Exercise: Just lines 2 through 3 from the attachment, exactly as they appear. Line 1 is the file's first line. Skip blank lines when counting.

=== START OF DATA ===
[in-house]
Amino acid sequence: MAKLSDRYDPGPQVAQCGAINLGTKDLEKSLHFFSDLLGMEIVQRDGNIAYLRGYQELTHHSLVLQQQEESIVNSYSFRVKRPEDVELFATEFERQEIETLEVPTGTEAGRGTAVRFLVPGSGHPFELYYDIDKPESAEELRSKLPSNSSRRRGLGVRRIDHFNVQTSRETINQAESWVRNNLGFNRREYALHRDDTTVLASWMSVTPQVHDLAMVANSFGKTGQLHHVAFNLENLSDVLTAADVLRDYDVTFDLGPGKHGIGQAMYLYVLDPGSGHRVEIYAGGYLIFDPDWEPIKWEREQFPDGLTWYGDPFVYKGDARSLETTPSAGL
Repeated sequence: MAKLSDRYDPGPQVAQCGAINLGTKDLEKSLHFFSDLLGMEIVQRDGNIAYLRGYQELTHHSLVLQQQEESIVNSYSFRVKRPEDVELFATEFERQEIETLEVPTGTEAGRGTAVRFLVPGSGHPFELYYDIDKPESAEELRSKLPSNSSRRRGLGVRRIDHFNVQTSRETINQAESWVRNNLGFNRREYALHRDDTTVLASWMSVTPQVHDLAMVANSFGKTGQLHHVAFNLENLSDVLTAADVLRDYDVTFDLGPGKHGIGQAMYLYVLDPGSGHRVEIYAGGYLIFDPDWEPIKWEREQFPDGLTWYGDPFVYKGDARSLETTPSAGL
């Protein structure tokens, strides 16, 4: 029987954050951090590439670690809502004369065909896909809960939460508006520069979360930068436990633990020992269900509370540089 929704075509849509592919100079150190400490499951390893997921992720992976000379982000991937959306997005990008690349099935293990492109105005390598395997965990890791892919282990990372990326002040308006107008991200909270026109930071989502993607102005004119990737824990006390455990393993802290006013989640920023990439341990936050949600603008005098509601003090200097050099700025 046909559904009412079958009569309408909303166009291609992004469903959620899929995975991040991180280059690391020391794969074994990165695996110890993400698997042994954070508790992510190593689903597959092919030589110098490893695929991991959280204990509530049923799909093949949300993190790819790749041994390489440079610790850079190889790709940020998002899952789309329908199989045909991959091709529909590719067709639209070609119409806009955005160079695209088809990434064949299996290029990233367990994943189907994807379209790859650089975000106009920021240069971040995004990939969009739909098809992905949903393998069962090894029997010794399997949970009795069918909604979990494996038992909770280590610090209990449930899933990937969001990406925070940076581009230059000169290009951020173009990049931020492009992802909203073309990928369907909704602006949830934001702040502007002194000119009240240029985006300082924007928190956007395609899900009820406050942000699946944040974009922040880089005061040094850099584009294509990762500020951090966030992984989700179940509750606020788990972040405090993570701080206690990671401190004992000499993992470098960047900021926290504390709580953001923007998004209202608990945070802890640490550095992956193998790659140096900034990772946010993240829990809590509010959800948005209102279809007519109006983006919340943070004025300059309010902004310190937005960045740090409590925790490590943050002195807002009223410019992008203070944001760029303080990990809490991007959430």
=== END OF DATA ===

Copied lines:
Amino acid sequence: MAKLSDRYDPGPQVAQCGAINLGTKDLEKSLHFFSDLLGMEIVQRDGNIAYLRGYQELTHHSLVLQQQEESIVNSYSFRVKRPEDVELFATEFERQEIETLEVPTGTEAGRGTAVRFLVPGSGHPFELYYDIDKPESAEELRSKLPSNSSRRRGLGVRRIDHFNVQTSRETINQAESWVRNNLGFNRREYALHRDDTTVLASWMSVTPQVHDLAMVANSFGKTGQLHHVAFNLENLSDVLTAADVLRDYDVTFDLGPGKHGIGQAMYLYVLDPGSGHRVEIYAGGYLIFDPDWEPIKWEREQFPDGLTWYGDPFVYKGDARSLETTPSAGL
Repeated sequence: MAKLSDRYDPGPQVAQCGAINLGTKDLEKSLHFFSDLLGMEIVQRDGNIAYLRGYQELTHHSLVLQQQEESIVNSYSFRVKRPEDVELFATEFERQEIETLEVPTGTEAGRGTAVRFLVPGSGHPFELYYDIDKPESAEELRSKLPSNSSRRRGLGVRRIDHFNVQTSRETINQAESWVRNNLGFNRREYALHRDDTTVLASWMSVTPQVHDLAMVANSFGKTGQLHHVAFNLENLSDVLTAADVLRDYDVTFDLGPGKHGIGQAMYLYVLDPGSGHRVEIYAGGYLIFDPDWEPIKWEREQFPDGLTWYGDPFVYKGDARSLETTPSAGL